The TNIV is by no means a perfect translation. Like any other translation, it can be improved. We have discussed some of its needed improvements on this blog.

    Each translation can be improved and we all benefit if we work together to improve them. And a wonderful side benefit is that when we study a translation so carefully that we discover ways it can be improved we ourselves learn the Bible better and can share it better with others.

  12. Mike Aubrey says:


    Two thoughts:

    1) The comparison to the NET is relevant. Whether the publisher is Crossway, Zondervan, B&H, or whatever, there is a distinct problem with the fact that the vast majority of our translations do not receive translation checking with native speakers before publication. To be honest its embarrassing.

    2) Giving feedback on the ESV is perfectly acceptable, especially in light of the fact that in many cases the translators themselves disagreed on how to render the text. William Mounce has made it quite clear that there were plenty of times when he was very frustrated with how the text was translated (see his book Greek for the Rest of Us). Its seems quite likely to me that many of Mounce’s (or any of the committee member’s disagreements will parallel the suggestions proposed by external sources (e.g. Wayne Leman).

  13. Peter Kirk says:

    Paul/Charles, you wrote:

    I don’t think anyone is really saying the ESV is theologically wrong …

    Yes, some people are, especially for the way in which it allegedly distorts gender-related language and makes the human nature of Christ male only. There is also the accusation that ESV is being used to push certain theological agendas, such as complementarianism and Reformed theology in general, and that the translation was to some extent designed for this. These discussions have in the last year or two moved mainly to other blogs, but they haven’t been forgotten.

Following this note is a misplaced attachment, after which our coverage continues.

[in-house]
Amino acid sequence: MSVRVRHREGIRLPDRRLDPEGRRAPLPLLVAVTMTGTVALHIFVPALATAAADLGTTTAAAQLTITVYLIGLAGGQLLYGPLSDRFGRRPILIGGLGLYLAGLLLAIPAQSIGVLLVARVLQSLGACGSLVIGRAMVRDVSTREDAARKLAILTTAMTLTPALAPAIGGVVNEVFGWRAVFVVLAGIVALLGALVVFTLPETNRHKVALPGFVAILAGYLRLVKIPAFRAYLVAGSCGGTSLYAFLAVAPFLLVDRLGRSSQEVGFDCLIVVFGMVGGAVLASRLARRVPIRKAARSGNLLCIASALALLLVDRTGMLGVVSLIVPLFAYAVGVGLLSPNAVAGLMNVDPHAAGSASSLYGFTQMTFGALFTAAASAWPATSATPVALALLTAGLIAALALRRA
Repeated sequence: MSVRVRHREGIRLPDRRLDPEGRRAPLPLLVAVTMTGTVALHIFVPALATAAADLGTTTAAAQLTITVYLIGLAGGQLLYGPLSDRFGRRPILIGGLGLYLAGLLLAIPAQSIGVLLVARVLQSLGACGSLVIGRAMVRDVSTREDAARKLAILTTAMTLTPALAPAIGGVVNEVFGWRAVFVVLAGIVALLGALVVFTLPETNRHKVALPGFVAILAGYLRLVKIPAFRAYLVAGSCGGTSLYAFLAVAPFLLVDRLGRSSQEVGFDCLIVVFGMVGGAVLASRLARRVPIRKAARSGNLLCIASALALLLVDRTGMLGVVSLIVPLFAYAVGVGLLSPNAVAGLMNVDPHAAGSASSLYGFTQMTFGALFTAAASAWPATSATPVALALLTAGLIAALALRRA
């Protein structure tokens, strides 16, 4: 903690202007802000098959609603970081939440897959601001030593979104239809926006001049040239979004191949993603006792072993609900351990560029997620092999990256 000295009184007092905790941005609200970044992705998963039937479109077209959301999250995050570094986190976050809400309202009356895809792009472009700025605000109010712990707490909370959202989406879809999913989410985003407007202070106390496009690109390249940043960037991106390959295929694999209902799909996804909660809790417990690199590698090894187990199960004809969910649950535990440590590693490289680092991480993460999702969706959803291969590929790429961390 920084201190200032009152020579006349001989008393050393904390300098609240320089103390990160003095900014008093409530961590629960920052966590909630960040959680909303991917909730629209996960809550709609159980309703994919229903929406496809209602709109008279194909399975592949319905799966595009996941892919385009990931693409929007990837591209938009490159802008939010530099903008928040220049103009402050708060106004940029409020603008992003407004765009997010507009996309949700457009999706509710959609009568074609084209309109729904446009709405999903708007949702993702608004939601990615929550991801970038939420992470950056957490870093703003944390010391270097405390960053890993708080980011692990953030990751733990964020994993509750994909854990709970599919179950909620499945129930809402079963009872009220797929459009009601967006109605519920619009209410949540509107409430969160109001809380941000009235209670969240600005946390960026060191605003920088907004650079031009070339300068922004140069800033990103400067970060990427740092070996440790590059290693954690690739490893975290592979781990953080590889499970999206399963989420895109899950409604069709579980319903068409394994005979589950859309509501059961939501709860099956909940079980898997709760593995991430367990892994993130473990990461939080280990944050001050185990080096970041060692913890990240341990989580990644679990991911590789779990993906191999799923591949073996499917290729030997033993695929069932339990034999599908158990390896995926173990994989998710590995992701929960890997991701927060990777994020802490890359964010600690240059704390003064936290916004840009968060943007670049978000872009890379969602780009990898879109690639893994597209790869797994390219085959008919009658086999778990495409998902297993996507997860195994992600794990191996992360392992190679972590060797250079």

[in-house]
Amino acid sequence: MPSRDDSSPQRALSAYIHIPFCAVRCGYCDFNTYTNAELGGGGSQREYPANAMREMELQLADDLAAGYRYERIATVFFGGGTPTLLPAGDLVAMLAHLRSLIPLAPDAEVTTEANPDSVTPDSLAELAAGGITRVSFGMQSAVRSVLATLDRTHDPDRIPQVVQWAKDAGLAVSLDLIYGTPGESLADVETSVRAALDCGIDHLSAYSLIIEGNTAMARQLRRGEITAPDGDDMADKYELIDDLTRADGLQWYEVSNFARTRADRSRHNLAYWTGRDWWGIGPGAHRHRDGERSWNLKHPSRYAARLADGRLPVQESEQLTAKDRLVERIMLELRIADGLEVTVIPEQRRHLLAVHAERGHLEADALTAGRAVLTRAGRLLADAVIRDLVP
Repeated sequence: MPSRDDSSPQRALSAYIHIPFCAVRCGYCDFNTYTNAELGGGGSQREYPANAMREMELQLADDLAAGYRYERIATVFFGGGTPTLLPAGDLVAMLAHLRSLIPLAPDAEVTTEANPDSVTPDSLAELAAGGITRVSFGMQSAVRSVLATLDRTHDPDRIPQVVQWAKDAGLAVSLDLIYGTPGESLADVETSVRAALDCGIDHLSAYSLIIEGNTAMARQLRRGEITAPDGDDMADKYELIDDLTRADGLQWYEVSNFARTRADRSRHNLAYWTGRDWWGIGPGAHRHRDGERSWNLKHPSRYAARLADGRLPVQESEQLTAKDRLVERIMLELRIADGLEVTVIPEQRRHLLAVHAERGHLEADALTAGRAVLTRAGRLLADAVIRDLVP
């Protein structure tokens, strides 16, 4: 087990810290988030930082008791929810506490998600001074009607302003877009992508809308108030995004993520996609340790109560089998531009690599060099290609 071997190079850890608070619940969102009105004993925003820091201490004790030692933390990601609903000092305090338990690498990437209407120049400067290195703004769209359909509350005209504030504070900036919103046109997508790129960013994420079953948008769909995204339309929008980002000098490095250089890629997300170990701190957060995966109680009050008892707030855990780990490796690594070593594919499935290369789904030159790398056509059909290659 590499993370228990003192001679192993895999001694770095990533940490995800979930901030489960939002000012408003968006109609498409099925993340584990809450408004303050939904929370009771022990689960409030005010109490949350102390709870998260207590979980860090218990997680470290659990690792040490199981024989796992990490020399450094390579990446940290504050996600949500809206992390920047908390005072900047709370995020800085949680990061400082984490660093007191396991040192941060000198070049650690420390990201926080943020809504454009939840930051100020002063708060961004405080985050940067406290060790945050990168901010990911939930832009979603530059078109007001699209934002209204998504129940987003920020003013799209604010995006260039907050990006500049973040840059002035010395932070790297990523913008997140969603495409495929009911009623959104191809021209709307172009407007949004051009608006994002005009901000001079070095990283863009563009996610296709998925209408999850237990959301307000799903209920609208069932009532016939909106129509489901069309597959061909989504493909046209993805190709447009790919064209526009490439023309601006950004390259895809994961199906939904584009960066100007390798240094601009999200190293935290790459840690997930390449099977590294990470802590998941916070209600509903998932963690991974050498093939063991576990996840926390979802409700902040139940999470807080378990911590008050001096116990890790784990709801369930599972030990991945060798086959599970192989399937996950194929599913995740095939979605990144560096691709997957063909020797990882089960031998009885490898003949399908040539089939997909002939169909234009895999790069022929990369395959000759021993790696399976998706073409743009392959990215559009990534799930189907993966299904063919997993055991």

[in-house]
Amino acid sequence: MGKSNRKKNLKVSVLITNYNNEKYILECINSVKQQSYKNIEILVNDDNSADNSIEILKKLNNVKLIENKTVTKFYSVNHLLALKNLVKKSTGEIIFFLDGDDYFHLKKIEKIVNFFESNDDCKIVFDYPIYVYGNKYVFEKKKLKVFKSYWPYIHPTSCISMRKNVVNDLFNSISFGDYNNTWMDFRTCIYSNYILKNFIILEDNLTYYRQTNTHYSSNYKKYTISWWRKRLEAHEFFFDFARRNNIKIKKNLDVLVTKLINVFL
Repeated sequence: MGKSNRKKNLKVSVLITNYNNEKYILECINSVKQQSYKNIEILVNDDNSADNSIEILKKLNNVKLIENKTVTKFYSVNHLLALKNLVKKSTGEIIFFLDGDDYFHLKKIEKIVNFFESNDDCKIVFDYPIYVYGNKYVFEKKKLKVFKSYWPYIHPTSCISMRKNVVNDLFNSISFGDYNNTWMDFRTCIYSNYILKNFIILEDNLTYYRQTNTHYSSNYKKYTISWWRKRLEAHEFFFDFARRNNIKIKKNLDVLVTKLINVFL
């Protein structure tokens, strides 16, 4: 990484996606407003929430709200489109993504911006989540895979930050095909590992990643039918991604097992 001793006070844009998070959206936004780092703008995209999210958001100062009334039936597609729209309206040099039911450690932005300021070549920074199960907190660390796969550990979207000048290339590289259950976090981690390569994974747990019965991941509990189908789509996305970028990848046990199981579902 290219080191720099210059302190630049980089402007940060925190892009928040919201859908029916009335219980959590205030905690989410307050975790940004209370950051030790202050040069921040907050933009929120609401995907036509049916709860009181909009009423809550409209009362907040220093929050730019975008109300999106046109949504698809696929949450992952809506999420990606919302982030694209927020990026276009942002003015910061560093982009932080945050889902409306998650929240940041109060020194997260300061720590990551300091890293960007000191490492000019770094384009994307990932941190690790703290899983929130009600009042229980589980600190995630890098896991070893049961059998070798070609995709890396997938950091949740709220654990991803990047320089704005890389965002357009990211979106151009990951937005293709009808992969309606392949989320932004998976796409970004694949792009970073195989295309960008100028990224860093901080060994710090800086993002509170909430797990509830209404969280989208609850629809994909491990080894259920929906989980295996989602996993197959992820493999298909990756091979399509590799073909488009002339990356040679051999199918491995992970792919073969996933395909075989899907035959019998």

“You can think whatever you want, but you don’t have to publish it.”

    If I heard this, I would understand “publish it” not as a synonym for “broadcast it and shout it” but as referring to putting it into a published book, newspaper article, blog post etc.

  14. Tim Bulkeley says:

    I regularly click “publish” to make a post on one of my blogs or changes to a page on the college website… available to others. Maybe the usage “publish” = “make public” is not so strange in the 21st century as it was in the 20th? 😉

  15. Wayne Leman says:

    Tim suggested:

    Maybe the usage “publish” = “make public” is not so strange in the 21st century as it was in the 20th?

    True, Tim. There is one reliable way to find out whether “publish” is acceptable today to translate the Hebrew word: field test it with a scientific sample of the intended audience for the Bible translation.

  16. Peter Kirk says:

    Tim, I thought when I clicked “Publish” on a blog I was doing the electronic analogue of publishing a book or magazine article – except that it’s easier!

  17. davidbrainerd2 says:

    “Publishes peace” was probably originally chosen for alliteration, so keeping that consideration in mind “proclaims peace” is superior to “declares peace.”